1. Introduction

Planar antenna array design with operational bandwidths would result in benefits such as the ability to use a single array for wideband or widely separated signals and the ability to share a common aperture for multiple functions. Since fewer openings would be required in a host platform needing to communicate on widely spaced frequency bands, the use of wideband arrays could reduce integration cost and also ease other system-level requirements [1] . Significant analytical and empirical effort is usually required in order to design wideband arrays. This is in part due to grating lobe between array elements, which complicates the array design. Grating lobe results when array elements located in close proximity interact in a manner that alters the element count and element patterns.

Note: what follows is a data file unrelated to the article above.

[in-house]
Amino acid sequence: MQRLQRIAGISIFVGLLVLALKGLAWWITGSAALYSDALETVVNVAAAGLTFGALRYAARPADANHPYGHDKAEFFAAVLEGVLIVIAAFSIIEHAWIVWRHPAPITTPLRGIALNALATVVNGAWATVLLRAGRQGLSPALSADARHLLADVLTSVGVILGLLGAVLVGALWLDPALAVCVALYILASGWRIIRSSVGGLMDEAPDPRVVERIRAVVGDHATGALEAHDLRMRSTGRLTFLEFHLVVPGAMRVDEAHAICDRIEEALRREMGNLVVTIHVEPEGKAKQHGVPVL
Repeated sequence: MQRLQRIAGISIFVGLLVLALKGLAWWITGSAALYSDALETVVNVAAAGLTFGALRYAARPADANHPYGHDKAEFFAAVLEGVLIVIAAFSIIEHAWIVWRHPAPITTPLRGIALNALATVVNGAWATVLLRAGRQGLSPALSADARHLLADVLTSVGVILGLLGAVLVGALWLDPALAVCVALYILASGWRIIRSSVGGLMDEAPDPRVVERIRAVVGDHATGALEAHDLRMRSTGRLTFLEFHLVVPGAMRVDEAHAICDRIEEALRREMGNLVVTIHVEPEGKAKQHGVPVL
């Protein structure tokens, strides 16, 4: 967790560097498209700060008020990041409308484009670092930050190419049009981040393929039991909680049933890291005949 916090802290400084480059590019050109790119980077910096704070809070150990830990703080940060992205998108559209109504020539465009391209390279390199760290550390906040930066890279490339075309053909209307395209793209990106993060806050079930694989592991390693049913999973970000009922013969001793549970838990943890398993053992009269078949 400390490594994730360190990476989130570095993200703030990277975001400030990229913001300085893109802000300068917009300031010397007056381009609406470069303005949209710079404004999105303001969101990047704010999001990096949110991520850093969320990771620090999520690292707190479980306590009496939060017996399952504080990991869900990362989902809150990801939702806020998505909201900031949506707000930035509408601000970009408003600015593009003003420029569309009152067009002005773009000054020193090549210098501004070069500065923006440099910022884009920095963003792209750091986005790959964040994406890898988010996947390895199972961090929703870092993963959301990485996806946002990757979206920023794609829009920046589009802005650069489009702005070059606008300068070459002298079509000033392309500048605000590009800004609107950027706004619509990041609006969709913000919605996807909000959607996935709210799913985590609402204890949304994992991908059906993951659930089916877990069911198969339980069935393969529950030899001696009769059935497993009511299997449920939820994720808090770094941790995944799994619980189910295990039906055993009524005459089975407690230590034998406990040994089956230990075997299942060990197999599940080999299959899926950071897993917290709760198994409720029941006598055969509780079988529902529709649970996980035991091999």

Because of the difficulty associated with predicting these effects, grating lobe level is traditionally considered an obstacle to array design. Grating lobe typically tends to make the active element pattern more directive than the ideal element pattern indicating high scan roll off of the array.

One of the important array design parameters is element spacing. It is often desirable to design a planar array with larger element spacing so that more real estate can be made available for transmission lines and discrete components [2] .

However, to avoid the formation of high grating lobes, element spacing is limited to less than 1λ_{0} for broadside beam design and less than 0.6λ_{0} for a wide-angle scanned beam. In designing a wide-angle scanned planar array, rectangular and triangular lattice structures are taken as shown in Figure 1.